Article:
One of the most popular questions I get from early-stage B2B SaaS founders and sales leaders is “How to build a Go To Market team that delivers high growth rates”.
The keyword I often find missing in the above question is “predictable”. Unfortunately, a lot of SaaS businesses struggle with lumpy phases of growth as they start scaling mostly due to a lack of GTM muscle and adequate sales capacity.
Once a product is built, one of the most important factors to keep in mind for any business that wants to grow fast is to have a strong GTM team. A 10X GTM team backed by the right processes and tools can put your SaaS business onto a rocketship while a poorly built non-functioning GTM team can more often than not sink your ship.
So, how does one go about building and scaling a GTM team that can deliver predictable growth, and what is contextually right once you hit 1Mn+ ARR?
The Team Composition
Sales funnel for SaaS is more like a bow tie and can be visualised below.
The above model can be broken down by function and stage of the funnel for the GTM teams.
This function plays at the very beginning of the sales process and is responsible for generating demand and building inbound traction. Though at an early stage most revenue can come from references or friends and family networks but building a demand generation function alongside building your product can really take away the burden from your sales team, when you need to push the growth pedal.
Most startups have a marketing generalist who can be Jack of all trades as their first hire.
But as you grow post-product-market fit, you must now be ready to invest in an experienced resource to manage the function and also specialize the marketing sub-roles under that to include Content Marketing, Social Marketing and Events as dedicated roles.
Done well and ahead of time, demand generation can create a constant influx of leads that will create a healthy pipeline for your sales team to close.
The function of Sales development was originally inspired by Henry Ford’s idea of ‘specialization of labor’. As a result of that, the responsibilities that were earlier handled by a single salesperson are now broken down into specialized sales roles as below.
BDR – Business Development Rep. Focused on inbound leads, this role primarily deals with the marketing side of the sales process by working on the inbound leads to qualify them into MQL’s (Marketing Qualified leads) and passes on to sales for acceptance. They will typically work on website form fills, demo requests, webinars and tradeshow confirmations and request a trial. This role generally reports to marketing.
SDR – Sales Development Rep. This role is all about outbound sales motion and focuses on verticals or geography from where new leads get generated. This role would ideally report into Sales. They will typically make calls, send emails, reach out to key prospects on Linkedin and nudge them for a conversation and finally schedule a meeting for the account executives.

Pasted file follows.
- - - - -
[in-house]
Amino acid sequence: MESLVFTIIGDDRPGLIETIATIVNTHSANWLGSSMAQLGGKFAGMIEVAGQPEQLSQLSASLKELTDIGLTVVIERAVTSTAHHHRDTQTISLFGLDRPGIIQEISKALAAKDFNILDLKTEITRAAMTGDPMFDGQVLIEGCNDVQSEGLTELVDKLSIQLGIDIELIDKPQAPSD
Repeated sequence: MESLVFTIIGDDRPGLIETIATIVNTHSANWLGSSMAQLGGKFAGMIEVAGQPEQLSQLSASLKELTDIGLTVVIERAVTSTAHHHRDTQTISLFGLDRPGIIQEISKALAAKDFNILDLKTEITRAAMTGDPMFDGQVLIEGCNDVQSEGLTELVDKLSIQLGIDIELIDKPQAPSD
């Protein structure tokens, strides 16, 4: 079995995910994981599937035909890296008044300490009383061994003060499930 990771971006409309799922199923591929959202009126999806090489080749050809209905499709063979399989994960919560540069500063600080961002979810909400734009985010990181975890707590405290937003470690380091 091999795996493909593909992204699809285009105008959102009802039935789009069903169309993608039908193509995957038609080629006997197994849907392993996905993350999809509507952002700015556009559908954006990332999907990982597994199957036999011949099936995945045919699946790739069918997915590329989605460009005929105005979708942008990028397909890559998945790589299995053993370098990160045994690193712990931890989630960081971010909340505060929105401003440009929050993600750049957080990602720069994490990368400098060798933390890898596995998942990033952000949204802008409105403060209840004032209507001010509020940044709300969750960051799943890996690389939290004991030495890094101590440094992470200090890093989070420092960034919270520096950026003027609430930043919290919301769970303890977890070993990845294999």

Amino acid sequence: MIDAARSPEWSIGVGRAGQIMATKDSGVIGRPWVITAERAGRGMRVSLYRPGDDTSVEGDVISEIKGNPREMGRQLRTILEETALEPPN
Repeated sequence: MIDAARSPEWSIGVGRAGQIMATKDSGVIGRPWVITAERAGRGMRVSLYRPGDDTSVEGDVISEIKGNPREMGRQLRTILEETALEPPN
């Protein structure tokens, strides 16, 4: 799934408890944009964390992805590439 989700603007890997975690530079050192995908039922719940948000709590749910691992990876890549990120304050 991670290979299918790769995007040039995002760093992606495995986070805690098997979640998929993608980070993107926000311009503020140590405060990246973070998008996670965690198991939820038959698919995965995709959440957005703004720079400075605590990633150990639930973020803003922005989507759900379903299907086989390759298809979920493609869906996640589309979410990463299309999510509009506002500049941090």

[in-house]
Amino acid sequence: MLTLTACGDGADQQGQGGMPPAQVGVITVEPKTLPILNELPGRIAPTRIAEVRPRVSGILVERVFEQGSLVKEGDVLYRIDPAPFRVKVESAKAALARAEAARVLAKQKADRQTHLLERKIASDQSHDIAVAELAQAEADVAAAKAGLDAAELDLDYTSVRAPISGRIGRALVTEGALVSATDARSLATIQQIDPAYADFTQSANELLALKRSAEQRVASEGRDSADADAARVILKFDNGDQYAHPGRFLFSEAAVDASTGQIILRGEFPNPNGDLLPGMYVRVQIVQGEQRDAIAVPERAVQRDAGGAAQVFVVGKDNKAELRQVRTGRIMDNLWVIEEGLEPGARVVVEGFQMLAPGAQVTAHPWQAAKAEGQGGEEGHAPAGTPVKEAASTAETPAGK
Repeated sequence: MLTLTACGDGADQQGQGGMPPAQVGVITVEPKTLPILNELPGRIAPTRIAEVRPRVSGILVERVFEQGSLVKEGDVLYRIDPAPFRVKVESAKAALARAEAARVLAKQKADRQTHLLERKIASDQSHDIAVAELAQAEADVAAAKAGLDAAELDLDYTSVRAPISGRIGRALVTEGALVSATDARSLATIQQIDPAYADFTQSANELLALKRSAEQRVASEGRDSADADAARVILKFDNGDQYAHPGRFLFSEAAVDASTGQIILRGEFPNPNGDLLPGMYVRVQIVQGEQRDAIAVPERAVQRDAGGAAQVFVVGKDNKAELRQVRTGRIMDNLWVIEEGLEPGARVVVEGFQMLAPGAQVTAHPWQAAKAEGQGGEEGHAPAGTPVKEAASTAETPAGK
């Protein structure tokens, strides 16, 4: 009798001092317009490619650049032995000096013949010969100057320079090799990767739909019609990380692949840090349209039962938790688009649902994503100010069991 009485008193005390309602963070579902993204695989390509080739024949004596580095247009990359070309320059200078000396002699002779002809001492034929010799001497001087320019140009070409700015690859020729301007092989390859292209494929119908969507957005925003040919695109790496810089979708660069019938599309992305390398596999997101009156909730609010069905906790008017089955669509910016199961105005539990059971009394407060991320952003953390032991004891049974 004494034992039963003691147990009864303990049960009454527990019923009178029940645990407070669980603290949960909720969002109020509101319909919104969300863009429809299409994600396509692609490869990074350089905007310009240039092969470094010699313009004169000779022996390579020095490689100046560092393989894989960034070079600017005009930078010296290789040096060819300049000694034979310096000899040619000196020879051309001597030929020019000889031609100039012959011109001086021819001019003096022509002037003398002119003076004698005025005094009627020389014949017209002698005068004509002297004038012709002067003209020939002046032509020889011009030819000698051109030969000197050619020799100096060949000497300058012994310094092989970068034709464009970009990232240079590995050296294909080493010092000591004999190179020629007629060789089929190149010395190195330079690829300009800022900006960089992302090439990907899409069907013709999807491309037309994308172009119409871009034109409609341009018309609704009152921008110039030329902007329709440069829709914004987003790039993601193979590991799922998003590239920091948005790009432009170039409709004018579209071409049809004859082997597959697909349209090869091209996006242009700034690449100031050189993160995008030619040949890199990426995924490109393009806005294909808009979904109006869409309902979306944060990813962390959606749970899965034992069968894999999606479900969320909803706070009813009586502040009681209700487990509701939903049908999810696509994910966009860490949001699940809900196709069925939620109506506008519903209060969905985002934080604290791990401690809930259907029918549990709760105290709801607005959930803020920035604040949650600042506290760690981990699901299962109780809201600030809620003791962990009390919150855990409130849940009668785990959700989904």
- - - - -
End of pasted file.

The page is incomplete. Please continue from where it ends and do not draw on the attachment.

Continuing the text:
AE – Account Executives This is a highly specialized role and focuses on closing the active sales pipeline, working on named accounts and growing relationships. They bring in net new business and thus are responsible for new logos and revenue. They need to follow a winning sales methodology and should be well versed with the sales playbook of the organization.
CSE – Channel Sales Executive. This role focuses on partners and channels for generating qualified leads and would provide support to the partner GTM team and the processes. Some examples include AWS or Azure, Salesforce App Exchange, regional SI’s and consulting partners.
SaaS is fundamentally all about lifetime value from customers and delivering value to the customer. Customer Success function is synonymous with SaaS and no company can ignore this function unless they don’t care about churn. The key roles under this team include:
Onboarding Manager: After selling to a new customer successfully, they need to be onboarded seamlessly by the implementation team. In some organizations, a Customer Success Manager doubles up as an implementation manager while some high-performing SaaS businesses would typically have a dedicated team to onboard and take the customer to live before they are handed over to Customer Success or Account Manager.
CSM: Customer Success Manager: This role focuses on ensuring that the customer is happy with the use and value of the product and maintains a relationship to renew. In some organizations, this is also called as Account Manager and the core KPI’s are around the logo and revenue retention, contract renewals, identifying Cross-Sell and Up-sell opportunities.
Other GTM Teams
Sales Enablement: This is an emerging role but an extremely important role. The key responsibilities include documenting and collating the best practices, sales playbook, winning content, case studies, training, and ramping the sales teams.
Sales Operations: This role is all about ensuring the right sales tools are there in the arsenal for sales teams, ensuring CRM implementation and maintenance, sales planning and forecasting, management dashboards, commissions calculation, and deal tracking.